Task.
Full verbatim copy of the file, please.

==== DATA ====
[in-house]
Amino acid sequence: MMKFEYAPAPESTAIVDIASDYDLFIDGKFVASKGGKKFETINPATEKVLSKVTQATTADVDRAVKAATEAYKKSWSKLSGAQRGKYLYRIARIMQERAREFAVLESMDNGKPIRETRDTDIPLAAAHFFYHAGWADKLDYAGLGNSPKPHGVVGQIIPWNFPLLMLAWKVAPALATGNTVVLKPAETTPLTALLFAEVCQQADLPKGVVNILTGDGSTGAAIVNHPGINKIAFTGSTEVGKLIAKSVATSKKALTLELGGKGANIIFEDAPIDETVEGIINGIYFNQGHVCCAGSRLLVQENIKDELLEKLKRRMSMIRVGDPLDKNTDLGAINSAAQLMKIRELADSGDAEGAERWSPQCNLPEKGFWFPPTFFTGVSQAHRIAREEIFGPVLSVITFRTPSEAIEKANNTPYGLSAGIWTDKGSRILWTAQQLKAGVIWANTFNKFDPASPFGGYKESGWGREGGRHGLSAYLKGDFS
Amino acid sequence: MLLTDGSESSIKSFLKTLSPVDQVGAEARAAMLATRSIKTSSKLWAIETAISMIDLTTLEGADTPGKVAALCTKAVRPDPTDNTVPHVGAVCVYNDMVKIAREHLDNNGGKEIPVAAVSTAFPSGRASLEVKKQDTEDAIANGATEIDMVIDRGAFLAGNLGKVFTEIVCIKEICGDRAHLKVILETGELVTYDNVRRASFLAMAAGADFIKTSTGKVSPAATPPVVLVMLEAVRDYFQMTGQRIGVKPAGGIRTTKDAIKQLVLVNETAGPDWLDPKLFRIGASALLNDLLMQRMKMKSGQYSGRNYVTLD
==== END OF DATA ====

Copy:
[in-house]
Amino acid sequence: MMKFEYAPAPESTAIVDIASDYDLFIDGKFVASKGGKKFETINPATEKVLSKVTQATTADVDRAVKAATEAYKKSWSKLSGAQRGKYLYRIARIMQERAREFAVLESMDNGKPIRETRDTDIPLAAAHFFYHAGWADKLDYAGLGNSPKPHGVVGQIIPWNFPLLMLAWKVAPALATGNTVVLKPAETTPLTALLFAEVCQQADLPKGVVNILTGDGSTGAAIVNHPGINKIAFTGSTEVGKLIAKSVATSKKALTLELGGKGANIIFEDAPIDETVEGIINGIYFNQGHVCCAGSRLLVQENIKDELLEKLKRRMSMIRVGDPLDKNTDLGAINSAAQLMKIRELADSGDAEGAERWSPQCNLPEKGFWFPPTFFTGVSQAHRIAREEIFGPVLSVITFRTPSEAIEKANNTPYGLSAGIWTDKGSRILWTAQQLKAGVIWANTFNKFDPASPFGGYKESGWGREGGRHGLSAYLKGDFS
Amino acid sequence: MLLTDGSESSIKSFLKTLSPVDQVGAEARAAMLATRSIKTSSKLWAIETAISMIDLTTLEGADTPGKVAALCTKAVRPDPTDNTVPHVGAVCVYNDMVKIAREHLDNNGGKEIPVAAVSTAFPSGRASLEVKKQDTEDAIANGATEIDMVIDRGAFLAGNLGKVFTEIVCIKEICGDRAHLKVILETGELVTYDNVRRASFLAMAAGADFIKTSTGKVSPAATPPVVLVMLEAVRDYFQMTGQRIGVKPAGGIRTTKDAIKQLVLVNETAGPDWLDPKLFRIGASALLNDLLMQRMKMKSGQYSGRNYVTLD